• Part Yelp, part LinkedIn, Honest Buildings is a social platform built around commercial real estate. New York–based founder Riggs Kubiak (pictured), a veteran of Tishman Speyer, believes the site will foster new connections between architects, service providers, building owners and managers, and occupants.

    Credit: Noah Kalina

    Part Yelp, part LinkedIn, Honest Buildings is a social platform built around commercial real estate. New York–based founder Riggs Kubiak (pictured), a veteran of Tishman Speyer, believes the site will foster new connections between architects, service providers, building owners and managers, and occupants.

After 10 years honing his commercial real estate expertise, most recently for five years at industry titan Tishman Speyer, Riggs Kubiak, 31, knows how much data is available on the vast built environment. He served in both acquisitions and asset management for the company with one of the most comprehensive real estate platforms available, and eventually became its global head of sustainability.

But what still surprises him, in an age when consumer review sites, Google, and online commerce start-ups provide endless streams of information, is how little impact the Internet has on organizing the many types of information available on buildings.

“I’ve always been focused on the advancement of the Internet and watched how the consumer Internet has changed industries,” he says. “I was always surprised it didn’t affect real estate more.”

Honest Buildings (honestbuildings.com), the website Kubiak developed this past summer to address the building-information gap, bears the imprint of its co-founders, who are Internet start-up veterans. Part Yelp, part LinkedIn, and cross-bred with a commercial real estate database, it is “an aggregated platform to connect a bunch of disparate pieces of information in the built environment,” he says.

The site combines aggregated building data with images, renderings, and information contributed by owners, service providers, and residents in a platform built on Google Maps and Microsoft mapping technology.

“The built environment has historically been a very closed book,” Kubiak says. “We see it [Honest Buildings] as a resource for everyone who spends time in buildings about what’s happening within their building.”

Service providers—architects, sustainability consultants, retrofit contractors—can get the word out about their most innovative and successful projects by creating a portfolio on the site and sharing it through links, email, and social media. Building owners and managers, meanwhile, can use the site to market their buildings, scope out the competition, and find partners for their next project.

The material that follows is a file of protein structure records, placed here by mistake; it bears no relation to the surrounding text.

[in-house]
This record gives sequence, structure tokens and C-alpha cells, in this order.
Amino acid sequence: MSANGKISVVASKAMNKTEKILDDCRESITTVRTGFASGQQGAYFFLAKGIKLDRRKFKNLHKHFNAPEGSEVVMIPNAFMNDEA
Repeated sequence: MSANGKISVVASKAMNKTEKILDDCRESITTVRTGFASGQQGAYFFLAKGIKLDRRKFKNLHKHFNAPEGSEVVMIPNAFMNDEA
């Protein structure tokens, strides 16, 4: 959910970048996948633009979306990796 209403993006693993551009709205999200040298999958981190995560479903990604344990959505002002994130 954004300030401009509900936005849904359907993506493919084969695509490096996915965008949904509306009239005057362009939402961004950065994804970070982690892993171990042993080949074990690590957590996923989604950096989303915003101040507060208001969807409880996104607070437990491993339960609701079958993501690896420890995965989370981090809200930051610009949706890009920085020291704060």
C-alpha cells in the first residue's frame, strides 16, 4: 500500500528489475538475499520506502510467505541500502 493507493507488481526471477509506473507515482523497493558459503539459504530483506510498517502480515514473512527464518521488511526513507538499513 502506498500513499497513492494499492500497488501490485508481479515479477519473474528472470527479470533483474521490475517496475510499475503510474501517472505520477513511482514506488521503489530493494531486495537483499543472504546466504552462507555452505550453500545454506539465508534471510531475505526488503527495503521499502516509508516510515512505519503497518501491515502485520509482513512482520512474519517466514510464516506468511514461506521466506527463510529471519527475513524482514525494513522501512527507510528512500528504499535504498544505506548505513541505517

“Owners and managers need to connect with architects to see their services,” Kubiak says. “There’s no outlet out there for them to connect today. We wanted owners and managers to get information more quickly and just be a catalyst for this to happen.”

The site encourages building occupants to provide ratings and reviews of the buildings where they work and spend time. (A mobile app targeted for release in 2012 will allow users to photograph buildings or communicate with owners on their smartphones.) Businesses searching for space can use the site’s data to find the best building in their neighborhood, but owners can also use the feedback to enhance their own offerings—and find service providers with the most innovative portfolios to make it happen.

“As people are growing more comfortable around utilizing social media, you can use it in a variety of ways, whether connecting with people in condos or office buildings, or bringing transparency to the multi-trillion-dollar built environment,” Kubiak says.

Following the beta release of Honest Buildings, Kubiak’s team has focused on seeding the platform with data and content from pros. The site has worked with the USGBC and the EPA to index every building with LEED or Energy Star certification. With 10 billion square feet of building space already populating the site, users can log on and find tight clusters of LEED-registered buildings in many cities. And Honest Buildings employs a proprietary and patent-pending data-collection methodology to collect data through New York City’s energy benchmarking law and partnerships with other organizations, including the agencies that run the equivalent of LEED in Europe and Australia—a feature that should rapidly grow the building count.

Kubiak says that Honest Buildings could serve as a driver of innovation. “When displayed in a transparent manner, it [the information] can foster a sense of competition in the market,” he says. “Other owners or managers will say, ‘How can I bring my project to match the market?’ ” Kubiak envisions the website hosting innovation challenges that spotlight the most groundbreaking projects in a variety of verticals.

By highlighting best practices and case studies, Honest Buildings could become a catalyst for swifter and more productive partnerships. The built environment will speed up in the future, Kubiak predicts. “Transactions and ideas will be shared more quickly than they are today,” he says. “I’m hopeful that this creates ideas and concepts that keep pushing architecture further.”